Turn structure

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Magic: The Gathering is a turn-based game, where game flow is partitioned into well-defined parts. The active player contemplates and performs certain actions in a preordained order, then the next player does the same. This is opposed to "real-time" play as is found in some card games, most sports and most video games.

Description[edit | edit source]

A turn in a Magic game consists of five phases, in this order:

Each of these phases takes place every turn, even if nothing happens during the phase. The beginning, combat, and ending phases are further broken down into steps, which proceed in order. A phase or step in which players receive priority ends when the stack is empty and all players pass in succession.

General rules[edit | edit source]

From the Comprehensive Rules (Archenemy: Nicol Bolas (June 5, 2017))

  • 500. General
    • 500.1. A turn consists of five phases, in this order: beginning, precombat main, combat, postcombat main, and ending. Each of these phases takes place every turn, even if nothing happens during the phase. The beginning, combat, and ending phases are further broken down into steps, which proceed in order.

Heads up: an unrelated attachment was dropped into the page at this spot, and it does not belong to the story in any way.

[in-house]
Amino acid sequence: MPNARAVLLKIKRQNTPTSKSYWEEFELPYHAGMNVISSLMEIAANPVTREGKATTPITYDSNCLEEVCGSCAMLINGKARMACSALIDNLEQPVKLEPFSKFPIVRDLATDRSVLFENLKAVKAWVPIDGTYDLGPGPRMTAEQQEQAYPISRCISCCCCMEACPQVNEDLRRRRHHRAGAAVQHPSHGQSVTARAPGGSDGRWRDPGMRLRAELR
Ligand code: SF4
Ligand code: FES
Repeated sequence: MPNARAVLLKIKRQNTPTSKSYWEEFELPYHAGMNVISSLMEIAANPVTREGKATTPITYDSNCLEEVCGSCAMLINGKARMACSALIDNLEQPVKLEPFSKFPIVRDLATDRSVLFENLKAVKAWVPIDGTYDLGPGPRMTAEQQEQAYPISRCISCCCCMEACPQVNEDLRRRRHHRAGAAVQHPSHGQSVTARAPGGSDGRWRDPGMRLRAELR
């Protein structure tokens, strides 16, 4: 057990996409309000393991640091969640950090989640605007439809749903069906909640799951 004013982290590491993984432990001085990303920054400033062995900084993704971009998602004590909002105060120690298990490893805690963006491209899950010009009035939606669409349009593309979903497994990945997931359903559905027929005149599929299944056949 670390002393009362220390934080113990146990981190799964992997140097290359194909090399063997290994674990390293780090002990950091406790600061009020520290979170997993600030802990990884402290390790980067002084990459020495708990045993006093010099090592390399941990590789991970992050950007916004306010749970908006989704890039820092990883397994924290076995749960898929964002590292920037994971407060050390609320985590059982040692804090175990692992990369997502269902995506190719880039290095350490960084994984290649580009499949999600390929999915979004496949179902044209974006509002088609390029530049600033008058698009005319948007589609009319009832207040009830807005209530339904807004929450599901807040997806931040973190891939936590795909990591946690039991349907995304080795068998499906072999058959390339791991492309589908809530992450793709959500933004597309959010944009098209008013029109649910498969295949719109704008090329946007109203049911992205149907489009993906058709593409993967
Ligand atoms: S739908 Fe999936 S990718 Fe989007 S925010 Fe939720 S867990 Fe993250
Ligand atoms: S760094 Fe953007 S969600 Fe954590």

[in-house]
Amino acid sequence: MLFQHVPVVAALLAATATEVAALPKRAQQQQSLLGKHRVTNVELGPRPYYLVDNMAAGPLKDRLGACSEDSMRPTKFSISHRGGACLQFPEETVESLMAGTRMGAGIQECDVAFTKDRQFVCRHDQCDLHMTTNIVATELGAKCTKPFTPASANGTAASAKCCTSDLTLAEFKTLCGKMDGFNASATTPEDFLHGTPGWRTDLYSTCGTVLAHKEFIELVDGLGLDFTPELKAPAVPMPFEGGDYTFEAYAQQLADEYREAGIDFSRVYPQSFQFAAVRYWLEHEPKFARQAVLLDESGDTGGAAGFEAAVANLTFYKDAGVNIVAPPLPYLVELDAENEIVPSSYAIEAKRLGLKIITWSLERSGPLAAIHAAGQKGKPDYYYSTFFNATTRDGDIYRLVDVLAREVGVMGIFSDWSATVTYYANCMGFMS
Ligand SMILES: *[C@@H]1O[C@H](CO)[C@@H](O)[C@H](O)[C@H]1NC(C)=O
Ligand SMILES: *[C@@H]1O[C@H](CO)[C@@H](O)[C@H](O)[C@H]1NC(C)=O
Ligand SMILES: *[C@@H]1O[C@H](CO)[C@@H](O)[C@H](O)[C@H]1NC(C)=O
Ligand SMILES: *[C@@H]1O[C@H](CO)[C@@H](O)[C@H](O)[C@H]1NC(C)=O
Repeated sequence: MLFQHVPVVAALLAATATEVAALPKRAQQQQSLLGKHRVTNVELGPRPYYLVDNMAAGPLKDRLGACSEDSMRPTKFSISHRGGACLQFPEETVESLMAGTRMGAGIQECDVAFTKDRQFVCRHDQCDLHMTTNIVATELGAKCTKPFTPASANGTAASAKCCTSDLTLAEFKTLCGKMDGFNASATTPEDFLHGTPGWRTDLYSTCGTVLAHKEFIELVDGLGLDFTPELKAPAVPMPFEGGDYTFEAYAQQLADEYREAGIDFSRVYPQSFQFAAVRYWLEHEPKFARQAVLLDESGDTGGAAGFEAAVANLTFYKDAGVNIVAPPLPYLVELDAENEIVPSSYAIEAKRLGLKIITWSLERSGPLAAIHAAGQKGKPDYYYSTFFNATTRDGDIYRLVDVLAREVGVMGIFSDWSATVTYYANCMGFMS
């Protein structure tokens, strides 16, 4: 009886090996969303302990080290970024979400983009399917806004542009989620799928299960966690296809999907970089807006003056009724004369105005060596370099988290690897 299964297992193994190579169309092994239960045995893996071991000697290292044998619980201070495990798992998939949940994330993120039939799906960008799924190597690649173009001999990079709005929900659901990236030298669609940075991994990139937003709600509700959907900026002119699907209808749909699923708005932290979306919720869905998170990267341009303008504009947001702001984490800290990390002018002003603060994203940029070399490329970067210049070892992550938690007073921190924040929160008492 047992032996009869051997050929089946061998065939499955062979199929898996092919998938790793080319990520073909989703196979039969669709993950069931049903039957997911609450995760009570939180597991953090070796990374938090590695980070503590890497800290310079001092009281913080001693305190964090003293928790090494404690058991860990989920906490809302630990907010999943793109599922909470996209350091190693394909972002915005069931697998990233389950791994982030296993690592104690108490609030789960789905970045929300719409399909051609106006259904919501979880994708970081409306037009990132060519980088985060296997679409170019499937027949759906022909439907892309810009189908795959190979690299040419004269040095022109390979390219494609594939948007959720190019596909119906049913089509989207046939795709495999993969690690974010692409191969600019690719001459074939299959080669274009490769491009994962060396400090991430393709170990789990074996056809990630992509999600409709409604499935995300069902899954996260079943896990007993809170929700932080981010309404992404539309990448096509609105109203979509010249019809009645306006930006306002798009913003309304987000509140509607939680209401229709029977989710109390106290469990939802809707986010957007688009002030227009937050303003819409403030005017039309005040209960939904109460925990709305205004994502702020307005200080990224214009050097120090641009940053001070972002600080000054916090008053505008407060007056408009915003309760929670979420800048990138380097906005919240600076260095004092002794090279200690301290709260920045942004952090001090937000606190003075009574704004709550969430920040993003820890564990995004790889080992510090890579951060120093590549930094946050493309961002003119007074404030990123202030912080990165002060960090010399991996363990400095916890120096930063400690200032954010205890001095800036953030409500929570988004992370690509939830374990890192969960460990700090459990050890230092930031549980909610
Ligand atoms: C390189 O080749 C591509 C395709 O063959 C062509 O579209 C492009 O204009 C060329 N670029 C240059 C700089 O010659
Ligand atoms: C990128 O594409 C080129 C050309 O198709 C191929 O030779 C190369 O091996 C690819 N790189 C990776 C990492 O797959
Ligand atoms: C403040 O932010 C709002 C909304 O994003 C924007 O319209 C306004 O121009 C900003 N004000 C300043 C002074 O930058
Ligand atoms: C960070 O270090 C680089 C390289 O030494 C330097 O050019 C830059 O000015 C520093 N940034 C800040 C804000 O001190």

• 500.2. A phase or step in which players receive priority ends when the stack is empty and all players pass in succession. Simply having the stack become empty doesn’t cause such a phase or step to end; all players have to pass in succession with the stack empty. Because of this, each player gets a chance to add new things to the stack before that phase or step ends.
    • 500.3. A step in which no players receive priority ends when all specified actions that take place during that step are completed. The only such steps are the untap step (see rule 502) and certain cleanup steps (see rule 514).
    • 500.4. When a step or phase ends, any unused mana left in a player’s mana pool empties. This turn-based action doesn’t use the stack.
    • 500.5. When a phase or step ends, any effects scheduled to last “until end of” that phase or step expire. When a phase or step begins, any effects scheduled to last “until” that phase or step expire. Effects that last “until end of combat” expire at the end of the combat phase, not at the beginning of the end of combat step. Effects that last “until end of turn” are subject to special rules; see rule 514.2.
    • 500.6. When a phase or step begins, any abilities that trigger “at the beginning of” that phase or step trigger. They are put on the stack the next time a player would receive priority. (See rule 116, “Timing and Priority.”)
    • 500.7. Some effects can give a player extra turns. They do this by adding the turns directly after the specified turn. If a player is given multiple extra turns, the extra turns are added one at a time. If multiple players are given extra turns, the extra turns are added one at a time, in APNAP order (see rule 101.4). The most recently created turn will be taken first.
    • 500.8. Some effects can add phases to a turn. They do this by adding the phases directly after the specified phase. If multiple extra phases are created after the same phase, the most recently created phase will occur first.